A Weekend of Genealogy for ME

This past weekend was the first weekend (since my knee problems began the first of May which ultimately led to surgery) that I have truly felt like myself. It's been a long, long almost 3 months for me. My knee is FINE ---but all of the other problems I encountered, due to the medications, really made it a rough time for me... ANYHOW--I felt so good that I spent almost the entire weekend working on the BALLARD Family History side of my family.

What prompted this was an email from ANOTHER new distant cousin of mine (whom I had never met). Adriel wrote me --after reading some of my Ballard posts online.. I began to do research to see where our connection was---and I found it... Our lines crossed at Col. Thomas Ballard and Katherine Hubbard. Thomas is my 7th Great Grandfather and Adriel's 9th. (She's ALOT younger than I am... ha)... Thomas and Katherine had 10 children. Their son John is my direct line relative and their son William is Adriel's direct line relative.

Adriel and I can trace our Ballard's all the way back to FULCO BALLARD (born sometime between 1250 and 1325 in England). Fulco is my 16th Great Grandfather... Is that not just amazing??????

Unfortunately, I have very few pictures --and only from my Grandfather Ballard's family. I have posted some of these before --but since I'm meeting more and more Ballard cousins, I decided to post them again.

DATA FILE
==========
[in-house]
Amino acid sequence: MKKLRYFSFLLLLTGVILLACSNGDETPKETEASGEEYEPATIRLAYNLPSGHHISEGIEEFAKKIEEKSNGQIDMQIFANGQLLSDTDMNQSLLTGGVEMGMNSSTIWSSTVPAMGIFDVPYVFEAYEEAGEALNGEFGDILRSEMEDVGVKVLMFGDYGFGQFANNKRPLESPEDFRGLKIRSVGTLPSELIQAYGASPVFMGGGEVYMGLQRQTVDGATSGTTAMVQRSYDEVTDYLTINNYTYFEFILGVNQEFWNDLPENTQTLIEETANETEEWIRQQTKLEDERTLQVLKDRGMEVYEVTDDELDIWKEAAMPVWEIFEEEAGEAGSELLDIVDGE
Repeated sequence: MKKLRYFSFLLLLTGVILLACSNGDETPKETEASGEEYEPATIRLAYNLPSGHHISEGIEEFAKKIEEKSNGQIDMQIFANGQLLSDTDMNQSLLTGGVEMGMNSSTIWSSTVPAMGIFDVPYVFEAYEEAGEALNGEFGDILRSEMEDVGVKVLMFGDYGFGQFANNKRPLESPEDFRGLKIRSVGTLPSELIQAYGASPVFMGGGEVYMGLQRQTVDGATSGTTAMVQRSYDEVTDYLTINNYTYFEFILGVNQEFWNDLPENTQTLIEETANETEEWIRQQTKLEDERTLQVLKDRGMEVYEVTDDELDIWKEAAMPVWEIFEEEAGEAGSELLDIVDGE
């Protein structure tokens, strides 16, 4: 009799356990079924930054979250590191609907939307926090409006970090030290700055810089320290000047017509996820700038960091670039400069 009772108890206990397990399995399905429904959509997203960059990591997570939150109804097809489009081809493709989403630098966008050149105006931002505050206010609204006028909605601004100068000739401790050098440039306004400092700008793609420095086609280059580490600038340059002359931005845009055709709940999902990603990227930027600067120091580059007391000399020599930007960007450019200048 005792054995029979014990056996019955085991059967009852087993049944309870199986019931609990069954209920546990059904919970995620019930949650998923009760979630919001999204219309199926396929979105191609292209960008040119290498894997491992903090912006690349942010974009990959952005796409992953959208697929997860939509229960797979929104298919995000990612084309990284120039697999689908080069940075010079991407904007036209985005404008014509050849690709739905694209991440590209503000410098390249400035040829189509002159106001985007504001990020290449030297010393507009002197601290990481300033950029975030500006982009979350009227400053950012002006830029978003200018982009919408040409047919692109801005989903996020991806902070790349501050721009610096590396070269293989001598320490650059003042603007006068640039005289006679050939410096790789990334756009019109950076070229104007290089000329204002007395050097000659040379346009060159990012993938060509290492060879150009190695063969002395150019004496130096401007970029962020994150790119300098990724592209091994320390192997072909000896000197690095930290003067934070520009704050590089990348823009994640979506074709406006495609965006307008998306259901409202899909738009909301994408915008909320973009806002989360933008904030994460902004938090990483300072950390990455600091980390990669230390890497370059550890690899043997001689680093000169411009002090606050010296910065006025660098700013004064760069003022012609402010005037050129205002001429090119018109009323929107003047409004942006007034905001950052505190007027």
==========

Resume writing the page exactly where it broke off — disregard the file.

Above is my Grandfather Ballard's family home in Bristol, Virginia. It originally belonged to my Great Grandfather, William Alexander Ballard (1831-1903). William was married to my Great Grandmother, Adeline Frances Doss in 1857. They had 3 children--one being my grandfather... Great Grandfather Ballard remarried Martha Susan Martin (1848-1919) and they had 7 children. I only remember my 4 Great Aunts (pictured at the bottom).

I really want to get back there and see if that home is still there. I know that there are no Ballards (that I know) left in that area, but I do remember that big home --and loved visiting my Great Aunts when I was a little girl. What I remember most about that old home is the smell and a ticking clock in almost every room... The house felt like being in a museum --and had that musty-like smell. (Funny what we remember, isn't it???) Below are more pictures!

This is a picture of my Grandmother and Grandfather Ballard (my mother's parents). My Grandmother was named Ida Elizabeth Bruce (1874-1904) and my Grandfather was named James Franklin Ballard (1861-1936). Both were dead before I was born. My Grandmother died when my mother was only about 4 yrs old. Mother was raised mostly by the Bruce Family in Big Stone Gap, VA (my hometown) --but she did spend time with her father (who remarried) and his sisters, my Great Aunts.